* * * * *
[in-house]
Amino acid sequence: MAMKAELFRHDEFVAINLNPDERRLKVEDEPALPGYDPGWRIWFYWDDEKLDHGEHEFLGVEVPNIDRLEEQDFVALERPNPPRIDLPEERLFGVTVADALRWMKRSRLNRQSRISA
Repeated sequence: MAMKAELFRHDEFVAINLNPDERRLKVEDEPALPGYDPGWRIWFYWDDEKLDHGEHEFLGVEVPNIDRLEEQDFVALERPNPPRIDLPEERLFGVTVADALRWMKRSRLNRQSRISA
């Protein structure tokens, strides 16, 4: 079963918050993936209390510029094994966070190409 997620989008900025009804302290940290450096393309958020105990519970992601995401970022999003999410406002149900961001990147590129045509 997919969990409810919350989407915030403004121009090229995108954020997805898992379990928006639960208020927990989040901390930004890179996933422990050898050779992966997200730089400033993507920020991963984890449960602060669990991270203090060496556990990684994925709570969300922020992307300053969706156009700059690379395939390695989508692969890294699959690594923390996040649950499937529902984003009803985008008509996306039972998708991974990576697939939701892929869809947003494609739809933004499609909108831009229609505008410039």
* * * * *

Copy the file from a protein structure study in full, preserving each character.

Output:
[in-house]
Amino acid sequence: MAMKAELFRHDEFVAINLNPDERRLKVEDEPALPGYDPGWRIWFYWDDEKLDHGEHEFLGVEVPNIDRLEEQDFVALERPNPPRIDLPEERLFGVTVADALRWMKRSRLNRQSRISA
Repeated sequence: MAMKAELFRHDEFVAINLNPDERRLKVEDEPALPGYDPGWRIWFYWDDEKLDHGEHEFLGVEVPNIDRLEEQDFVALERPNPPRIDLPEERLFGVTVADALRWMKRSRLNRQSRISA
């Protein structure tokens, strides 16, 4: 079963918050993936209390510029094994966070190409 997620989008900025009804302290940290450096393309958020105990519970992601995401970022999003999410406002149900961001990147590129045509 997919969990409810919350989407915030403004121009090229995108954020997805898992379990928006639960208020927990989040901390930004890179996933422990050898050779992966997200730089400033993507920020991963984890449960602060669990991270203090060496556990990684994925709570969300922020992307300053969706156009700059690379395939390695989508692969890294699959690594923390996040649950499937529902984003009803985008008509996306039972998708991974990576697939939701892929869809947003494609739809933004499609909108831009229609505008410039």